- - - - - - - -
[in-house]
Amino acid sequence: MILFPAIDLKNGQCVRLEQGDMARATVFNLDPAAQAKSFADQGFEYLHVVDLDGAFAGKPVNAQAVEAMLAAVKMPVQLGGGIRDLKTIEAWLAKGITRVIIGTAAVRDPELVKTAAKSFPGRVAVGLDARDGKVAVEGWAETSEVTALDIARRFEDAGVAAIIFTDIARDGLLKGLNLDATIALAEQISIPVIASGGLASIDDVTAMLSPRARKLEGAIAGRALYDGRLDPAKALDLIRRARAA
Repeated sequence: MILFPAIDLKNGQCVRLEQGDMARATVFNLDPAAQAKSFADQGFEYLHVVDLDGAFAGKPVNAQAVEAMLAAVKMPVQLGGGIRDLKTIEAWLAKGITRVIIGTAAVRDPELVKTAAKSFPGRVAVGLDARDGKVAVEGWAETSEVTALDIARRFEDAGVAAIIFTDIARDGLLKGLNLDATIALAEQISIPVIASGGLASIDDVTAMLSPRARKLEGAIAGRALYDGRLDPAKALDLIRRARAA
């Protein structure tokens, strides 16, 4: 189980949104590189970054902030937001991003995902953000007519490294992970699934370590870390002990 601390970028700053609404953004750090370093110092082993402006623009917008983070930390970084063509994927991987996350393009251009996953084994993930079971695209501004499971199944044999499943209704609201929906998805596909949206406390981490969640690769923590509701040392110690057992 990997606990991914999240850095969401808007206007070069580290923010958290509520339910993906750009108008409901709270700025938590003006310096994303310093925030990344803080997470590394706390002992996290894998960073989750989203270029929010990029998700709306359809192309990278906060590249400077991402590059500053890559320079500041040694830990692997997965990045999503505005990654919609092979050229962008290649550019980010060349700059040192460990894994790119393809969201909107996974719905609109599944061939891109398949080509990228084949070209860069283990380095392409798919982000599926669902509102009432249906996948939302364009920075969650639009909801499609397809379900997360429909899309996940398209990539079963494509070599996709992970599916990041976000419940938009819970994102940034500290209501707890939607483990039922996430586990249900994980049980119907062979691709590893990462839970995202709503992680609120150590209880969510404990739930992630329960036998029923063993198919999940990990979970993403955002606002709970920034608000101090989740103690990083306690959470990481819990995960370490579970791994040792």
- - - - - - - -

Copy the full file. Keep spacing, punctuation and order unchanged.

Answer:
[in-house]
Amino acid sequence: MILFPAIDLKNGQCVRLEQGDMARATVFNLDPAAQAKSFADQGFEYLHVVDLDGAFAGKPVNAQAVEAMLAAVKMPVQLGGGIRDLKTIEAWLAKGITRVIIGTAAVRDPELVKTAAKSFPGRVAVGLDARDGKVAVEGWAETSEVTALDIARRFEDAGVAAIIFTDIARDGLLKGLNLDATIALAEQISIPVIASGGLASIDDVTAMLSPRARKLEGAIAGRALYDGRLDPAKALDLIRRARAA
Repeated sequence: MILFPAIDLKNGQCVRLEQGDMARATVFNLDPAAQAKSFADQGFEYLHVVDLDGAFAGKPVNAQAVEAMLAAVKMPVQLGGGIRDLKTIEAWLAKGITRVIIGTAAVRDPELVKTAAKSFPGRVAVGLDARDGKVAVEGWAETSEVTALDIARRFEDAGVAAIIFTDIARDGLLKGLNLDATIALAEQISIPVIASGGLASIDDVTAMLSPRARKLEGAIAGRALYDGRLDPAKALDLIRRARAA
């Protein structure tokens, strides 16, 4: 189980949104590189970054902030937001991003995902953000007519490294992970699934370590870390002990 601390970028700053609404953004750090370093110092082993402006623009917008983070930390970084063509994927991987996350393009251009996953084994993930079971695209501004499971199944044999499943209704609201929906998805596909949206406390981490969640690769923590509701040392110690057992 990997606990991914999240850095969401808007206007070069580290923010958290509520339910993906750009108008409901709270700025938590003006310096994303310093925030990344803080997470590394706390002992996290894998960073989750989203270029929010990029998700709306359809192309990278906060590249400077991402590059500053890559320079500041040694830990692997997965990045999503505005990654919609092979050229962008290649550019980010060349700059040192460990894994790119393809969201909107996974719905609109599944061939891109398949080509990228084949070209860069283990380095392409798919982000599926669902509102009432249906996948939302364009920075969650639009909801499609397809379900997360429909899309996940398209990539079963494509070599996709992970599916990041976000419940938009819970994102940034500290209501707890939607483990039922996430586990249900994980049980119907062979691709590893990462839970995202709503992680609120150590209880969510404990739930992630329960036998029923063993198919999940990990979970993403955002606002709970920034608000101090989740103690990083306690959470990481819990995960370490579970791994040792």